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Otago's new Food Waste Innovation Research Theme brings together multidisciplinary expertise to address the complex problem of food waste, offering positive outcomes for society, the economy and the environment.

University of Otago researchers are seeking solutions to a global problem that could turn into a win-win situation for humankind and the planet.

While people in some parts of the world are starving, people in wealthier countries are throwing away enough food to feed them all – and that waste makes a major contribution to climate change.

Associate Professor Miranda Mirosa (Food Science) is director of the University's new Research Theme, Food Waste Innovation – Auahatanga Parakai – which launched in October.

“I'm really excited about food waste because a lot of the solutions are quite simple. We don't have to radically change what we are eating, but we do have to make changes to the way we think about food and how we treat it.

“Food waste is everybody's responsibility so everyone should get involved. It's a winnable issue and solving it really can help society, the economy and the environment.”

United Nations' estimates suggest that about eight per cent of annual global greenhouse gas emissions are generated by the 1.4 billion tonnes of food wasted each year. About a third of the food produced for human consumption does not get eaten. Yet more than 800 million people are going hungry.

Among the UN's Sustainable Development Goals is Target 12.3, which aims to halve food waste across the world by 2030. Mirosa's teams are supporting that target, investigating how and why food is wasted, and devising social and technical innovations to reduce it happening.

“We've been working on this issue for a number of years as individuals and in small collaborations,” says Mirosa. “Research Theme funding for the next four years allows us to scale up and co-ordinate internal and external research teams for specific projects.

"Achieving food waste reduction will require big acts by big players, as well as millions of acts by everyone from farmers to consumers. We need to understand behaviour better, of both producers and consumers. We have to look at what we are doing and how we might change what we do to reduce food waste.”

Otago's new Food Waste Innovation Research Theme brings together multidisciplinary expertise to address the complex problem of food waste, offering positive outcomes for society, the economy and the environment.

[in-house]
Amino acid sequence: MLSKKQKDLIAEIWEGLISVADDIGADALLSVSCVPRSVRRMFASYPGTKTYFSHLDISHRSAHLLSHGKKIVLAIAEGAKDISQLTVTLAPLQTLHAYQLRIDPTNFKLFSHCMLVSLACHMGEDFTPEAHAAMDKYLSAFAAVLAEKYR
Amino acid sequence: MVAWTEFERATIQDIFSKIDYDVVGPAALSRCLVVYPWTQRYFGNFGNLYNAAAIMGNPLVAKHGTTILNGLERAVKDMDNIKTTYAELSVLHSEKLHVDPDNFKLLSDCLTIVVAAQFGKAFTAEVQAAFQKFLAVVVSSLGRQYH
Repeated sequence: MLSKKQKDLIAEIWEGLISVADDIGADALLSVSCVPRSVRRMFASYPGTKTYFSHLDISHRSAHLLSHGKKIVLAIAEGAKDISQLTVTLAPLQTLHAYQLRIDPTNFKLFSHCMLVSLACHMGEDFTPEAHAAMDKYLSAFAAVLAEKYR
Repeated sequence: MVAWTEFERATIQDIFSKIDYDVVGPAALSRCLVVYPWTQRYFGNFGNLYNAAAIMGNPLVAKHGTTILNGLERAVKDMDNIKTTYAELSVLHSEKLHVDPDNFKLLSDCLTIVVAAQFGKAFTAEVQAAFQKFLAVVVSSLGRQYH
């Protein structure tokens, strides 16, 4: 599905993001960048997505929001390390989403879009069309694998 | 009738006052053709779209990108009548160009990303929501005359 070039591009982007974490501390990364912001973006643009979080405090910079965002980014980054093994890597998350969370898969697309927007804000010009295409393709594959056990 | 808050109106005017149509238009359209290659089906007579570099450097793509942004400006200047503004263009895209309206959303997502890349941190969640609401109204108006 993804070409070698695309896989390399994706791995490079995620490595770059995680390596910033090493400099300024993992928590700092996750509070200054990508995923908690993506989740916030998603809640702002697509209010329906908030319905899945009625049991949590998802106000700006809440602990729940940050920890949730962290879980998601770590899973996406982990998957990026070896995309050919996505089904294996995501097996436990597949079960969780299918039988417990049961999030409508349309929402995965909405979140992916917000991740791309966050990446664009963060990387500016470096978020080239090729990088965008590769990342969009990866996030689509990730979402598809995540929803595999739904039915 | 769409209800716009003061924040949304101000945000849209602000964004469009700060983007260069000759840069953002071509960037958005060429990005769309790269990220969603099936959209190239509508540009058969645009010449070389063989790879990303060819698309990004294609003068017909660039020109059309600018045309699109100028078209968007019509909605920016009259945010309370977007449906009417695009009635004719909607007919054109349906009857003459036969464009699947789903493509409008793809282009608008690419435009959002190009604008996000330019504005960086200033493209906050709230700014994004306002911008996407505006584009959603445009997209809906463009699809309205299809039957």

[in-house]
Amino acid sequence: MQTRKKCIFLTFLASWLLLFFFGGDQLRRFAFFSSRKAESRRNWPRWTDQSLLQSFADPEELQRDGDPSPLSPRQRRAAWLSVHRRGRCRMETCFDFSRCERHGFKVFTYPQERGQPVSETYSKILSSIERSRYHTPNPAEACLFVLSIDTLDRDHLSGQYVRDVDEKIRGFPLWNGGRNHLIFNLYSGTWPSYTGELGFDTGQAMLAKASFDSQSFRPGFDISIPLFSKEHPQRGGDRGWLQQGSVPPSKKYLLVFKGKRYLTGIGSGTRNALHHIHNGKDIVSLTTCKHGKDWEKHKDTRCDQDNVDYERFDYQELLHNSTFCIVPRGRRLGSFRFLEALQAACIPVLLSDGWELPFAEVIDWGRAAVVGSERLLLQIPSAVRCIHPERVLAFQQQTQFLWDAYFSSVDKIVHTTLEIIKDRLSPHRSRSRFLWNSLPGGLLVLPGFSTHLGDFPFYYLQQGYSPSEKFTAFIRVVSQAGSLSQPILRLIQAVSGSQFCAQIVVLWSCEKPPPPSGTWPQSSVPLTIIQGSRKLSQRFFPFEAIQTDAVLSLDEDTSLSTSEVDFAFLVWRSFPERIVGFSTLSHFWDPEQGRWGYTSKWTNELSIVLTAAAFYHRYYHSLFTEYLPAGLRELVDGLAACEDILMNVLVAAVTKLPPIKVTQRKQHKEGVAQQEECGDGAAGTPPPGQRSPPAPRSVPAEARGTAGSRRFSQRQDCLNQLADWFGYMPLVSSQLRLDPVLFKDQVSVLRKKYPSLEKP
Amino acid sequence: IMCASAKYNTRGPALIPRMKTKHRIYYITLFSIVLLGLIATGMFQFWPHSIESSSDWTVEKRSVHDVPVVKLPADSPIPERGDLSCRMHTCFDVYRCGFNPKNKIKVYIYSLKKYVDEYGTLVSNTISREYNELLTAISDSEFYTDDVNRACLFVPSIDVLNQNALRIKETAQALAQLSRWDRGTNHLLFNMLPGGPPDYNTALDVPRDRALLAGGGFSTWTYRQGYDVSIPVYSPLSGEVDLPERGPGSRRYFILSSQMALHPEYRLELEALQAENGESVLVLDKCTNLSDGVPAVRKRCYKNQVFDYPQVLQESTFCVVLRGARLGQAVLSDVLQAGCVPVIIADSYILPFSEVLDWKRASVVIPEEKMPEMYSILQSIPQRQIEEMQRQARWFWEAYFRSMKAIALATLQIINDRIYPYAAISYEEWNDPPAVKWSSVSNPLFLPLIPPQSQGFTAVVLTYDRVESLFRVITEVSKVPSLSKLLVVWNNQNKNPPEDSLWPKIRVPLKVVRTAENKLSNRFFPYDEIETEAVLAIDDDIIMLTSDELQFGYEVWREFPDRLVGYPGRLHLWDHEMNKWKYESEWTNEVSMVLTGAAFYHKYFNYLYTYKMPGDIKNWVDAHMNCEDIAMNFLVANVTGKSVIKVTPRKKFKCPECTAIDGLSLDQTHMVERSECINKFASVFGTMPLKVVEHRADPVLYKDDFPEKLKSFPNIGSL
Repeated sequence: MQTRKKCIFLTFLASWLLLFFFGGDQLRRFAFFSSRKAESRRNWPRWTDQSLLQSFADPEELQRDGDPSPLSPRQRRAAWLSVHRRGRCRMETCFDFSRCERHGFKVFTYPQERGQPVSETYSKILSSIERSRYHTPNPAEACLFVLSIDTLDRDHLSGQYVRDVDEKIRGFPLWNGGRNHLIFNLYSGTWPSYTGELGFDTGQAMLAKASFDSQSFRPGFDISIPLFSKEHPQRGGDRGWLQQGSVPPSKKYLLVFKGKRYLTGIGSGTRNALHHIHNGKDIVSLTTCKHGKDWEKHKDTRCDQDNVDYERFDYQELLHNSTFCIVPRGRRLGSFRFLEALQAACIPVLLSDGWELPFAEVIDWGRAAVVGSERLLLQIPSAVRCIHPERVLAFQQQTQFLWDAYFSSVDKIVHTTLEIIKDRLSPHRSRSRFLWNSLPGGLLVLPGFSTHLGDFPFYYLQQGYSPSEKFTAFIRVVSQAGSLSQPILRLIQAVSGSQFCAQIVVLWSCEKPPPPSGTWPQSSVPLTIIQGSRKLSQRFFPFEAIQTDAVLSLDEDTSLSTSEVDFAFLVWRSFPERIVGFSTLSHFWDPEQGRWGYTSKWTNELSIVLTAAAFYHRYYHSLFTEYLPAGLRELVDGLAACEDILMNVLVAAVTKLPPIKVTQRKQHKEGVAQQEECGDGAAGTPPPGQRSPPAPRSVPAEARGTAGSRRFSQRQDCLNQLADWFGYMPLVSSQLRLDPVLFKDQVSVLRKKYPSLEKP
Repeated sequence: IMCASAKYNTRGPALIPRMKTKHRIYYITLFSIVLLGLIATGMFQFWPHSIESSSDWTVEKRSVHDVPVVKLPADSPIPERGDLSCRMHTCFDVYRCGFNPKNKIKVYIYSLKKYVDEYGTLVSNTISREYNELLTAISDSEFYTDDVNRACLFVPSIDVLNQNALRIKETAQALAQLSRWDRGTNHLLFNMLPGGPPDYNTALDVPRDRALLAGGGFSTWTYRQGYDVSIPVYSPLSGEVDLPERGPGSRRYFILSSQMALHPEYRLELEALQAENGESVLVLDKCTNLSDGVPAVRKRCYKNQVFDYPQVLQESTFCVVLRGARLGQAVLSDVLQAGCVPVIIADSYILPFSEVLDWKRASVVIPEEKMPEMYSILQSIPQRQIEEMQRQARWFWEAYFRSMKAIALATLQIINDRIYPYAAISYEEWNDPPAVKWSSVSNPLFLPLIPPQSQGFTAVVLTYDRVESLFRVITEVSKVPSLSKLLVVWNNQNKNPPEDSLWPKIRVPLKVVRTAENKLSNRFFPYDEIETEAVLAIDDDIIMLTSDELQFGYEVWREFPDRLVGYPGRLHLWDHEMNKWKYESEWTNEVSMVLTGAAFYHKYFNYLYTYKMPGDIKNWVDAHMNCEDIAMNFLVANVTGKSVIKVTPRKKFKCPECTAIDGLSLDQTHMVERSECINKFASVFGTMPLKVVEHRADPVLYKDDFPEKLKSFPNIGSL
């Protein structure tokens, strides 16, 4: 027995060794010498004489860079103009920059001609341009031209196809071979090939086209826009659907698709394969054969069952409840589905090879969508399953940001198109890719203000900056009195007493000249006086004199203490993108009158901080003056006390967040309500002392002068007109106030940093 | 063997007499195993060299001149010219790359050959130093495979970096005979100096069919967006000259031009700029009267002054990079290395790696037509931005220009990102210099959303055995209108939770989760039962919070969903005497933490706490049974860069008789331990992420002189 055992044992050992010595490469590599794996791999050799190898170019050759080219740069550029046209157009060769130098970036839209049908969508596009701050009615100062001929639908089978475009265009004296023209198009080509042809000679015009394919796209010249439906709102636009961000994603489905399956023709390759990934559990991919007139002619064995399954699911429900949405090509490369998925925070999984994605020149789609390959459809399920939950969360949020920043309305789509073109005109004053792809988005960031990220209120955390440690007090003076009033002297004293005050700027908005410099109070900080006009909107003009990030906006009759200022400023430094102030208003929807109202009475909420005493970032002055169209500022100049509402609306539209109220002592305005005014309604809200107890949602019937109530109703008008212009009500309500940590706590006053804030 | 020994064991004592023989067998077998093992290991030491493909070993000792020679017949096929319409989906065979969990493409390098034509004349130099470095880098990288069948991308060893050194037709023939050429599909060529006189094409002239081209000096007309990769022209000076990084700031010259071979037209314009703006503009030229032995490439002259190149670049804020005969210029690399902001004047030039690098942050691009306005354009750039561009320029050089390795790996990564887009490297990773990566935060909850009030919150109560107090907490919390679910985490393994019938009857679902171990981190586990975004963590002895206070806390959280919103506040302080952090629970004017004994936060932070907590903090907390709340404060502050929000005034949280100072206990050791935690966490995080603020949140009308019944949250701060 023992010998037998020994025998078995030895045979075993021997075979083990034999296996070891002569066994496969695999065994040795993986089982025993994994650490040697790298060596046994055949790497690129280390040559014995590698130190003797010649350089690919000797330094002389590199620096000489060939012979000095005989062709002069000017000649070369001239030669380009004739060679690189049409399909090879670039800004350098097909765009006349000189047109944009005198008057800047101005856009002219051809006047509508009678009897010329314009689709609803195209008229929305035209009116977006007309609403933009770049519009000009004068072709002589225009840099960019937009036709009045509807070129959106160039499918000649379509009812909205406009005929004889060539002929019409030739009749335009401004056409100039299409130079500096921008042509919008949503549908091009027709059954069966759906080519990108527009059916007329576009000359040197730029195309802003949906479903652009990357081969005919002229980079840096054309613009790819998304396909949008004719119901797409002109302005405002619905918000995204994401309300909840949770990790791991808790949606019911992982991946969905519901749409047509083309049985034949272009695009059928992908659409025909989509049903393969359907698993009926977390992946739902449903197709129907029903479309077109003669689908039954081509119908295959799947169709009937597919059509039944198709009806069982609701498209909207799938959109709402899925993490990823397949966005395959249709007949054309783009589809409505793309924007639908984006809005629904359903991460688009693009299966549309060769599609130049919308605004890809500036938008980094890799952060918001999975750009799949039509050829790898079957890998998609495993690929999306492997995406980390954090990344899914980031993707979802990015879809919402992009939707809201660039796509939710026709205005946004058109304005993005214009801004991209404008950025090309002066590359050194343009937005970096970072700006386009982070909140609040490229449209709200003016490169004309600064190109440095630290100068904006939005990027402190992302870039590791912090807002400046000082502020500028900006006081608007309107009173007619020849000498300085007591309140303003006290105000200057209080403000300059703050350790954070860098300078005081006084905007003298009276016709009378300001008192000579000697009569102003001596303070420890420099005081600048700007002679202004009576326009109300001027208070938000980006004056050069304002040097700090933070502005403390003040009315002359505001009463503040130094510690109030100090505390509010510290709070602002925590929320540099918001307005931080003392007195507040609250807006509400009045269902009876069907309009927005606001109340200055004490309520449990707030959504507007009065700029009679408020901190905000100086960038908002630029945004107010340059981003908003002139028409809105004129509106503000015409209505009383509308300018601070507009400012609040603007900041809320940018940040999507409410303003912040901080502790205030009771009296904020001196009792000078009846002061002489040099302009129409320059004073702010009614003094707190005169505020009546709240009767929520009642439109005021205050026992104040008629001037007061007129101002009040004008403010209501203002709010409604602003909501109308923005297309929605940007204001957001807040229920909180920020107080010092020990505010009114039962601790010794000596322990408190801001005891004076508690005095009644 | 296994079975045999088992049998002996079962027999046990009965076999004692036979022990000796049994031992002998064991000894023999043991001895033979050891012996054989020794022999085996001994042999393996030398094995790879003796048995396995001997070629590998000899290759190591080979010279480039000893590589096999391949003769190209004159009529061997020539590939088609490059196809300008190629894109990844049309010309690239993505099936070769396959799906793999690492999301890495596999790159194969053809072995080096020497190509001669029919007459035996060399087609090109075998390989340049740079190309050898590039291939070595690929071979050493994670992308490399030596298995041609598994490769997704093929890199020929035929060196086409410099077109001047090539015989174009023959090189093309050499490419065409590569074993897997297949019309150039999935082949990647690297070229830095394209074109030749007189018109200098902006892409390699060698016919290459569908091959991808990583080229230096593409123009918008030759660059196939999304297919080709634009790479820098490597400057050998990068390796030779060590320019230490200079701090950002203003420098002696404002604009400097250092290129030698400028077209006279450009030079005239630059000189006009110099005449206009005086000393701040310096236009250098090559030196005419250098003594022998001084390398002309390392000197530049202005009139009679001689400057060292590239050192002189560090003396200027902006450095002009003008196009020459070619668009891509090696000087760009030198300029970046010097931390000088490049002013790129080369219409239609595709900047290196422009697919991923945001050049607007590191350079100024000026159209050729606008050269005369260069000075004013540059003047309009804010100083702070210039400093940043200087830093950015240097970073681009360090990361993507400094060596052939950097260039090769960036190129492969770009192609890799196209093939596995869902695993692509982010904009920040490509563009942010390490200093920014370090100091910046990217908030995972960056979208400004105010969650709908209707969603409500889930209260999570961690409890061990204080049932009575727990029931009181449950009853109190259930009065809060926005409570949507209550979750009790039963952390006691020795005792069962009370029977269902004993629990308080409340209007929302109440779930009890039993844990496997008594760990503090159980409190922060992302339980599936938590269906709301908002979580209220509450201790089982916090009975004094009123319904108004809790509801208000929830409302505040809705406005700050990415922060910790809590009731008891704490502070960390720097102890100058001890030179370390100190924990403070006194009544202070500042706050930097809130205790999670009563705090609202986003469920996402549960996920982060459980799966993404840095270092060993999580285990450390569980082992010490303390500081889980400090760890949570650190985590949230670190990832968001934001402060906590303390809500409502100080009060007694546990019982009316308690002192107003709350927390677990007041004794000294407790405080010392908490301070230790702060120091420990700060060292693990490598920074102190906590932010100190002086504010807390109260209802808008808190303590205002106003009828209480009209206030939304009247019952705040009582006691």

“The issue of food waste has been gaining momentum over the last five years, with interest ramping up recently nationally at government level and among businesses and the public.”

Mirosa will continue her role as a government consultant, following on from her “Mirosa Report” prepared for the 2020 Parliamentary Environmental Committee investigating food waste. She recommended that key stakeholders needed to develop a national consensus about how to tackle waste, gather data and take action now.

“New Zealand is lagging behind international efforts to combat food waste, which is surprising given our clean green image. We should be at the forefront of issues like these, but we've only really just got started with the government recently committing to establish a definition and measure of food waste and to include a food waste reduction target as part of a new waste strategy for New Zealand. We need to move fast.

“Otago is New Zealand's leading provider of research into food waste, which is why this latest Research Theme is so important. We can now gather all the multidisciplinary work that is being done and make it accessible to government, industry and the public.

“This issue has the potential to engage everyone, including the private sector, because solutions save money. Calculations show a median return of $14 for every dollar invested in food waste reduction initiatives.”

Many businesses in the food supply chain are already official supporters of the Research Theme as well as involved in New Zealand Food Waste Champions 12.3, a coalition co-chaired by Mirosa and committed to meeting the UN goal of halving waste by 2030 (

The University of Otago's Food Waste Innovation team is currently running three research sub-themes: social innovations, measuring waste, and technical innovations, respectively led by Mirosa, Professor Sheila Skeaff (Human Nutrition) and Professor Phil Bremer (Food Science).

Skeaff, research leader for metrics and management, wants to understand the volume and nature of food being thrown away. “If we don't really know how much waste we have now we can't meet a target of halving it.”

Data collection along the food supply chain from growers to consumers, including post-harvest, food outlets and retail, will provide a baseline to work from when developing waste prevention strategies designed to have the biggest impact with the least resources.

Food waste veges

“Farmers and retailers have a good handle on how much is being wasted and are pretty good at keeping it to a minimum,” says Skeaff. “It's just good business sense, but there are gaps and there is a lot of wastage by end-users. As consumers we need to change our mindsets and smarten up.